Federal unions have a way to locate unrepresented employees, OPM says

Best listening experience is on Chrome, Firefox or Safari. Subscribe to Federal Drive’s daily audio interviews on Apple Podcasts or PodcastOne.

The Office of Personnel Management has offered some extra help to federal unions looking to add eligible employees to their membership rosters.

Federal unions have tools available in FedScope, OPM’s online federal employee database, to identify which agencies have the largest amounts of unrepresented workers, said Tim Curry, OPM’s deputy associate director for accountability and workforce relations,...

READ MORE

Best listening experience is on Chrome, Firefox or Safari. Subscribe to Federal Drive’s daily audio interviews on Apple Podcasts or PodcastOne.

The Office of Personnel Management has offered some extra help to federal unions looking to add eligible employees to their membership rosters.

Federal unions have tools available in FedScope, OPM’s online federal employee database, to identify which agencies have the largest amounts of unrepresented workers, said Tim Curry, OPM’s deputy associate director for accountability and workforce relations, in an email obtained by Federal News Network.

“OPM is assessing ways to improve, consistent with applicable law, data transparency on bargaining unit eligibility in all agencies,” Curry wrote.

The email aimed to highlight to unions where information on federal employees, including their bargaining unit status, was already publicly available. Federal News Network has also extracted and analyzed the data. You can find a table summarizing the agencies with the largest percentages of non-unionized employees here.

The reminder from OPM stemmed from just one of nearly 70 recommendations that the White House task force on worker organizing and empowerment released in February, focused on “removing unnecessary barriers and obstacles which impede the ability of federal employees to exercise their right to organize and other labor rights under the law.”

Specifically, one task force recommendation asked OPM to make it easier for federal unions to reach the more than 300,000 feds who are eligible to join a union but who are currently unrepresented.

“OPM should engage with the agencies with the largest shares of these 300,000 employees to assess opportunities for unions to expand coverage consistent with applicable law, improve data transparency on bargaining unit eligibility in all agencies and develop guidance and fact sheets on how eligible employees can form or join unions,” the task force’s February report stated.

The National Federation of Federal Employees voiced its support for the FedScope search function. The union said it will use the data from OPM to help locate and target certain offices with higher rates of unrepresented employees.

“This upgraded resource will be an excellent tool for our union to locate non-union employees across the federal government who are rightfully entitled to representation and a voice in their workplace,” NFFE National President Randy Erwin said in an Aug. 17 press release. “NFFE specifically requested assistance in identifying the hundreds of thousands of unrepresented government workers, and today OPM delivered on its commitment to promote employee organizing and collective bargaining by rolling out the enhanced database. We are excited to help these federal employees who have not yet joined a union organize in their workplaces and obtain critical rights and benefits through unionizing.”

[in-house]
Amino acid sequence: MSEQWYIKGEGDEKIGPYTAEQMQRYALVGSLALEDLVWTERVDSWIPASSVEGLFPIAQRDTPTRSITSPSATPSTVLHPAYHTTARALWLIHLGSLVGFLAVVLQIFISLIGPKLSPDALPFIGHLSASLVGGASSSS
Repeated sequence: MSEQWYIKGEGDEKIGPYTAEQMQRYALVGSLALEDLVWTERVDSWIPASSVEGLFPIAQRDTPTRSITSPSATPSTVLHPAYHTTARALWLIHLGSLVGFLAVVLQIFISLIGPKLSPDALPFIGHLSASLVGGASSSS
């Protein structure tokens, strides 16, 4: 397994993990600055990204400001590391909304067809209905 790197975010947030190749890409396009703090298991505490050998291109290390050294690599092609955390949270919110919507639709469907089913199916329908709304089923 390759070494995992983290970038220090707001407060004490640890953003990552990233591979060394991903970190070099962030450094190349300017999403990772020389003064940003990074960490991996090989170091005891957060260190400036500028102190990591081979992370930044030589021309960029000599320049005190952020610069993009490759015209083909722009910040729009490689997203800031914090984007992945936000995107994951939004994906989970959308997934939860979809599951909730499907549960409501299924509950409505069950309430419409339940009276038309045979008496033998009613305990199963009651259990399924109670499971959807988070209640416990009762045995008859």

The National Treasury Employees Union has also called for other ways to better access to currently unrepresented, but union-eligible, federal workers.

“If we are provided access to email addresses, then we can do a lot of communicating with those folks about the fact that they can belong to a union and what belonging to the union does for them,” NTEU National President Tony Reardon told Federal News Network in July. “Then they can make whatever choice that they make, whether they’re going to belong to the union or not.”

After drilling down into FedScope’s data, some agencies showed fairly high numbers of unrepresented employees. For example, data compiled by Federal News Network from FedScope showed that the Agriculture Department has nearly 30,300 union-eligible employees not in a bargaining unit. The Department of Veterans Affairs has 20,900 and the Interior Department has around 27,600. Some of the agencies with the highest number of eligible, yet unrepresented, employees are in the Defense Department.

On the other hand, the departments of Education, Energy, Labor, State and Treasury, as well as the Department of Housing and Urban Development, were among the agencies with the lowest numbers of unrepresented workers. The most recent data available in FedScope is from March 2022.

Compiled from data using FedScope

Breaking down the data further, though, the numbers are a little different. The Veterans Health Administration at VA, for example, has the highest number of unrepresented employees of any agency subcomponent — nearly 17,900 workers union-eligible, but currently not part of a bargaining unit. But with hundreds of thousands of employees at VHA overall, that number represents just 4.7% of the total union-eligible workforce.

Related Stories

    (AP Photo/Andrew Harnik)Kiran Ahuja, the nominee to be Office of Personnel Management Director, appears before a Senate Governmental Affairs Committee hybrid nominations hearing on Capitol Hill, Thursday, April 22, 2021, in Washington. (AP Photo/Andrew Harnik)

    OPM says federal employees ‘agency-hopping’ to telework-friendly offices

    Read more
    Amelia Brust/Federal News Network

    OPM, NTEU offer recommendations to improve relationships between agencies, unions

    Read more

The latest in Government Events powered by: